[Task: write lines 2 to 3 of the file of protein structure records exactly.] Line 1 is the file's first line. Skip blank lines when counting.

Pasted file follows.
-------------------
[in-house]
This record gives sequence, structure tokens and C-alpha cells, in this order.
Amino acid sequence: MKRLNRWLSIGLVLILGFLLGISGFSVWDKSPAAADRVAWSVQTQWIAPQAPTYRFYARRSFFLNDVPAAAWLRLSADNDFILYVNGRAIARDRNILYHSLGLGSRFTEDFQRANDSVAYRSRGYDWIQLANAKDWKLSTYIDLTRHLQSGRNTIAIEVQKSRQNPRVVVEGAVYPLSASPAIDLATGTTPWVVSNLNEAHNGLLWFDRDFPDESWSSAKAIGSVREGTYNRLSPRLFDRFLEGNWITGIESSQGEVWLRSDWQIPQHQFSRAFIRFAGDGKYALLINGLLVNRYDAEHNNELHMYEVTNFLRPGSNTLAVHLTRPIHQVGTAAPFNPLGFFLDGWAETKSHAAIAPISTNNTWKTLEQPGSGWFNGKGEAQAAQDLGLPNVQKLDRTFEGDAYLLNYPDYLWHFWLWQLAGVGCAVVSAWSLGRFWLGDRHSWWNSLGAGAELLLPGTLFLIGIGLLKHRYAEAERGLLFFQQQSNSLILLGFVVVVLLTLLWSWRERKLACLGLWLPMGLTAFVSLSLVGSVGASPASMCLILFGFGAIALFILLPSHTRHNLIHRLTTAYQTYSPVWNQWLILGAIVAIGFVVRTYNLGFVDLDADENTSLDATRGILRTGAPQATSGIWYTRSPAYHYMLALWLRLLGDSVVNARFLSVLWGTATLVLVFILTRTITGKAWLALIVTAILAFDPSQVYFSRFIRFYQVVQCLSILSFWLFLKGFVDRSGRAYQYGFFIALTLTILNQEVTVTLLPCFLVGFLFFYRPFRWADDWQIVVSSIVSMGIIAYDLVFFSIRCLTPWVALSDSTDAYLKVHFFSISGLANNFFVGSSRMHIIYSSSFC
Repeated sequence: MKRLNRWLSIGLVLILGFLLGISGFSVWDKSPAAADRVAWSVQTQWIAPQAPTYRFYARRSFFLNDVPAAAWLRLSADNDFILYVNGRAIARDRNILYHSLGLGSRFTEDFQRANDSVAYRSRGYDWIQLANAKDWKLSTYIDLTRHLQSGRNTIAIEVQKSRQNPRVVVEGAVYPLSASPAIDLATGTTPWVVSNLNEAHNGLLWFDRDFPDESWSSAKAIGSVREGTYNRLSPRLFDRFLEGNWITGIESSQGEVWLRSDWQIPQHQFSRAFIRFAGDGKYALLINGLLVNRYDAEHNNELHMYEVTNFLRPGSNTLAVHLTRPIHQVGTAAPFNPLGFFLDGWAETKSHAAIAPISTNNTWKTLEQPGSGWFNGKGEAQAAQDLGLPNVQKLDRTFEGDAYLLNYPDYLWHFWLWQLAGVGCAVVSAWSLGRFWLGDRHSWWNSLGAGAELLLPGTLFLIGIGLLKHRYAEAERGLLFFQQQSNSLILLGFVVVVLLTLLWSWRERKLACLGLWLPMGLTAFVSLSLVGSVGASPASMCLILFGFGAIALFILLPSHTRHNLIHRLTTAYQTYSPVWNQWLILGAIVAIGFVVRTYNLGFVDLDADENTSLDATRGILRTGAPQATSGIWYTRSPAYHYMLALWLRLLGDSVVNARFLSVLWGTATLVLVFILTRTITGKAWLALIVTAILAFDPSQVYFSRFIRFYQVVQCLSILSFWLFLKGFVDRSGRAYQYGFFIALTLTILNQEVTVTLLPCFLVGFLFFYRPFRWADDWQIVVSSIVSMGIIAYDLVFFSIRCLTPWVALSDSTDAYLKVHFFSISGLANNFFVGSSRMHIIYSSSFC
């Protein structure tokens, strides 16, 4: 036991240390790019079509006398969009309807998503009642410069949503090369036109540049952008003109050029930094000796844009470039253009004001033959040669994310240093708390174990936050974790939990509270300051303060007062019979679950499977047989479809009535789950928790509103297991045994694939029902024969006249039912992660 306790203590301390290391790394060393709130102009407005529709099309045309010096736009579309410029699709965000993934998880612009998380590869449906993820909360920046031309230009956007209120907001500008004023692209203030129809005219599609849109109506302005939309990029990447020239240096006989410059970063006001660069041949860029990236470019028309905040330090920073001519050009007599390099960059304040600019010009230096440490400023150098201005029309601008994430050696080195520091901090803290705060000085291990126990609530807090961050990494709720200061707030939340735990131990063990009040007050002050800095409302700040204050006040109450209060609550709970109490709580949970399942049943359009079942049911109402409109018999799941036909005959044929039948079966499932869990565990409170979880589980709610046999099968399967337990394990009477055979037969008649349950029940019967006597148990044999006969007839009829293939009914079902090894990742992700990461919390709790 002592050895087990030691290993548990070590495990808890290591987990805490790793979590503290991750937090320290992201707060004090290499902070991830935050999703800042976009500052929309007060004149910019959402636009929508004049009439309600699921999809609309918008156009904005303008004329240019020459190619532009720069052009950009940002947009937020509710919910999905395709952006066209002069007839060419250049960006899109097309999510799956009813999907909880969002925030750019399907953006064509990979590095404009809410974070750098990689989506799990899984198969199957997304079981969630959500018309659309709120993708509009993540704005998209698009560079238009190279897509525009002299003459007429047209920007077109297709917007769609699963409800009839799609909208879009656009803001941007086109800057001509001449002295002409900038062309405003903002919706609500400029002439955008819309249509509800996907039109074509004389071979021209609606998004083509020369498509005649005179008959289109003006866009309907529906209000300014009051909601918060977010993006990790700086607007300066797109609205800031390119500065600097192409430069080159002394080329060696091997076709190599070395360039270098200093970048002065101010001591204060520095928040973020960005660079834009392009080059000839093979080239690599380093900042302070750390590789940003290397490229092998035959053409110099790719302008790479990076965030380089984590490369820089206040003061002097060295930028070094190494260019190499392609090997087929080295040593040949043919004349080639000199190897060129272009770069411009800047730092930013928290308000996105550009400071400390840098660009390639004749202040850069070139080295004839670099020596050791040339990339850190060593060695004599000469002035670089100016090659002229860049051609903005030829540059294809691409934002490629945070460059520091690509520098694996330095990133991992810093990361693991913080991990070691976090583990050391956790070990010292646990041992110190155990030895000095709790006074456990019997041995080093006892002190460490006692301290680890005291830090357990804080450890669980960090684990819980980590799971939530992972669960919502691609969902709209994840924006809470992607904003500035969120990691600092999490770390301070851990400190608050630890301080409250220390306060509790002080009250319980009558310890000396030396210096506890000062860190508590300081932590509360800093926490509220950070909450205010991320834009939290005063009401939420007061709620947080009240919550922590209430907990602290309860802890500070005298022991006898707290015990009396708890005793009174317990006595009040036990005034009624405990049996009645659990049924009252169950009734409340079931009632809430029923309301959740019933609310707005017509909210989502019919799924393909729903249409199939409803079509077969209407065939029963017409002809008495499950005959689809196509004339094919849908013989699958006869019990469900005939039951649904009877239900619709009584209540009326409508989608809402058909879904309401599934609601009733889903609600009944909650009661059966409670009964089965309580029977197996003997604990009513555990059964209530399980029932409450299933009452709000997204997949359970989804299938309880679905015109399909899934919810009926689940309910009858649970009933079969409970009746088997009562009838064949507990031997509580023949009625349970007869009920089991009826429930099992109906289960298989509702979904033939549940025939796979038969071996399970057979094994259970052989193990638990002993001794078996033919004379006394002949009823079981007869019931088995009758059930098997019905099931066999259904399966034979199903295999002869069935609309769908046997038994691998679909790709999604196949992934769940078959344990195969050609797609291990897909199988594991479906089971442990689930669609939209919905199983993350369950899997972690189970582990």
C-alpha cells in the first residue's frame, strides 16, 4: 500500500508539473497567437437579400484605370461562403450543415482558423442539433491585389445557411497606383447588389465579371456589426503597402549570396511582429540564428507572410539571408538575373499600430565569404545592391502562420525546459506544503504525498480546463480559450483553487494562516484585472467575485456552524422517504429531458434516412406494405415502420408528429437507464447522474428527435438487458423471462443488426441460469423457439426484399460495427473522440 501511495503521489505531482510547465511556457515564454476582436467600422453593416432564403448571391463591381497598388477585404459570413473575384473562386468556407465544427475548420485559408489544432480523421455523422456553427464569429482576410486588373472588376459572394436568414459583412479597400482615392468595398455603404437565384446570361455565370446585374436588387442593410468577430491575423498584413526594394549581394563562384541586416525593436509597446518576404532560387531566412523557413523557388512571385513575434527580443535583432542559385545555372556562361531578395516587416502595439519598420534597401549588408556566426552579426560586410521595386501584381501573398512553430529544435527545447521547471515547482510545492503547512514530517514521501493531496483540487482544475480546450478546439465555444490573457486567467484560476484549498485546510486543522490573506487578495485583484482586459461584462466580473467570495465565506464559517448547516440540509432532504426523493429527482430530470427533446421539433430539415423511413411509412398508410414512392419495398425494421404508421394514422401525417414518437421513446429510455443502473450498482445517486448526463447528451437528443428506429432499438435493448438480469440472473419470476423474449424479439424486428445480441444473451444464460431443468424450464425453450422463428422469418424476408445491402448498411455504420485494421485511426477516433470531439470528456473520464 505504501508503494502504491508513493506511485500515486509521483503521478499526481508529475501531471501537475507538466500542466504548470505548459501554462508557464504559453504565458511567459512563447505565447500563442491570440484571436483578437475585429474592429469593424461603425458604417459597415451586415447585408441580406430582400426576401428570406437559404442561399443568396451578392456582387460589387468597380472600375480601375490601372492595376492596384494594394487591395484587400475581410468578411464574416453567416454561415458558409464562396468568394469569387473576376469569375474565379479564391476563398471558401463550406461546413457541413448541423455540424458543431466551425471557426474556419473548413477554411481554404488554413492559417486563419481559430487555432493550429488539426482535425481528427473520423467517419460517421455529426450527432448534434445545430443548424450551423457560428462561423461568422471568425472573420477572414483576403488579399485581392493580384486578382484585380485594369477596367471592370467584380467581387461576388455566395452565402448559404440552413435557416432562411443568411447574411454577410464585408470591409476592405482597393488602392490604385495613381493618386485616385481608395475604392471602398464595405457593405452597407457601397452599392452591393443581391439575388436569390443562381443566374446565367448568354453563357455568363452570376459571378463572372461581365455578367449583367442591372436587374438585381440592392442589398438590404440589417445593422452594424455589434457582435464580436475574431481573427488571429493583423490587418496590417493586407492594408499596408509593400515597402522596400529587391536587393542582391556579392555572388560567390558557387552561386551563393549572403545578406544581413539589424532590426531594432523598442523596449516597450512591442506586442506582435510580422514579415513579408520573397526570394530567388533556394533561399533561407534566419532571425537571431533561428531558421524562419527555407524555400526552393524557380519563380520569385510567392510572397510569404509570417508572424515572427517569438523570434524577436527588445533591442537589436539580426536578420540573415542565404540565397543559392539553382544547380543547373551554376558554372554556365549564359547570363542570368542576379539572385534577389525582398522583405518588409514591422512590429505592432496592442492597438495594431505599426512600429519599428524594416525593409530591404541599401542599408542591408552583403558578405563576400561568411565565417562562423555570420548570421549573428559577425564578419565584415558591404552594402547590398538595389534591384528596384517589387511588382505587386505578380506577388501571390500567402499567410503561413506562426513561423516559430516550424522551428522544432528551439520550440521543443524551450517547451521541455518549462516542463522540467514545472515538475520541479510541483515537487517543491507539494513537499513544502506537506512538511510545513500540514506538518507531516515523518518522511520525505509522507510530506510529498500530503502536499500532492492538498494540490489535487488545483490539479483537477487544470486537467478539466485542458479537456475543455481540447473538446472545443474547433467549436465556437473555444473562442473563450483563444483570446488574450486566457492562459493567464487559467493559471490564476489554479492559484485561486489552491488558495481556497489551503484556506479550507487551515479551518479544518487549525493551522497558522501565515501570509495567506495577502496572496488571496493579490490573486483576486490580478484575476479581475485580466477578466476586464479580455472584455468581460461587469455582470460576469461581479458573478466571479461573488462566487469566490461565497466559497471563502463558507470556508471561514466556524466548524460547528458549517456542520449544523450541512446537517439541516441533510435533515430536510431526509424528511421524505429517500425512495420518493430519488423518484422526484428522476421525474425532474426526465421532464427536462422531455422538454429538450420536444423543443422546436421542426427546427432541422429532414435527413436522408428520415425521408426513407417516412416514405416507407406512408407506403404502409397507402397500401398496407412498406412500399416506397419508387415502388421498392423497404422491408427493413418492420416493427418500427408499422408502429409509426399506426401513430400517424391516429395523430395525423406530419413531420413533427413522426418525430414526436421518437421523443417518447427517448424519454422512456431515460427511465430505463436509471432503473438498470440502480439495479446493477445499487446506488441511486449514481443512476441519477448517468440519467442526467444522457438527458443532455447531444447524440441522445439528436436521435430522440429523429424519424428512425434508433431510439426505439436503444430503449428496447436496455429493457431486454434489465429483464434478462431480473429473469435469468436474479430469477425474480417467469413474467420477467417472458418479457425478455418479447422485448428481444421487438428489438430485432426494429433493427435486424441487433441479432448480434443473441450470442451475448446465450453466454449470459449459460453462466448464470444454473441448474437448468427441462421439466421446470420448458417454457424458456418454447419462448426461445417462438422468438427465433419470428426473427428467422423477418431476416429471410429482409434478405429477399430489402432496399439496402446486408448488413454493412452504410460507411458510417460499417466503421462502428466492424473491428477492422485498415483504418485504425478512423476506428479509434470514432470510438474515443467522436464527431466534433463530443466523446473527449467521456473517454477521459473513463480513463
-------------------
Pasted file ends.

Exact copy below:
This record gives sequence, structure tokens and C-alpha cells, in this order.
Amino acid sequence: MKRLNRWLSIGLVLILGFLLGISGFSVWDKSPAAADRVAWSVQTQWIAPQAPTYRFYARRSFFLNDVPAAAWLRLSADNDFILYVNGRAIARDRNILYHSLGLGSRFTEDFQRANDSVAYRSRGYDWIQLANAKDWKLSTYIDLTRHLQSGRNTIAIEVQKSRQNPRVVVEGAVYPLSASPAIDLATGTTPWVVSNLNEAHNGLLWFDRDFPDESWSSAKAIGSVREGTYNRLSPRLFDRFLEGNWITGIESSQGEVWLRSDWQIPQHQFSRAFIRFAGDGKYALLINGLLVNRYDAEHNNELHMYEVTNFLRPGSNTLAVHLTRPIHQVGTAAPFNPLGFFLDGWAETKSHAAIAPISTNNTWKTLEQPGSGWFNGKGEAQAAQDLGLPNVQKLDRTFEGDAYLLNYPDYLWHFWLWQLAGVGCAVVSAWSLGRFWLGDRHSWWNSLGAGAELLLPGTLFLIGIGLLKHRYAEAERGLLFFQQQSNSLILLGFVVVVLLTLLWSWRERKLACLGLWLPMGLTAFVSLSLVGSVGASPASMCLILFGFGAIALFILLPSHTRHNLIHRLTTAYQTYSPVWNQWLILGAIVAIGFVVRTYNLGFVDLDADENTSLDATRGILRTGAPQATSGIWYTRSPAYHYMLALWLRLLGDSVVNARFLSVLWGTATLVLVFILTRTITGKAWLALIVTAILAFDPSQVYFSRFIRFYQVVQCLSILSFWLFLKGFVDRSGRAYQYGFFIALTLTILNQEVTVTLLPCFLVGFLFFYRPFRWADDWQIVVSSIVSMGIIAYDLVFFSIRCLTPWVALSDSTDAYLKVHFFSISGLANNFFVGSSRMHIIYSSSFC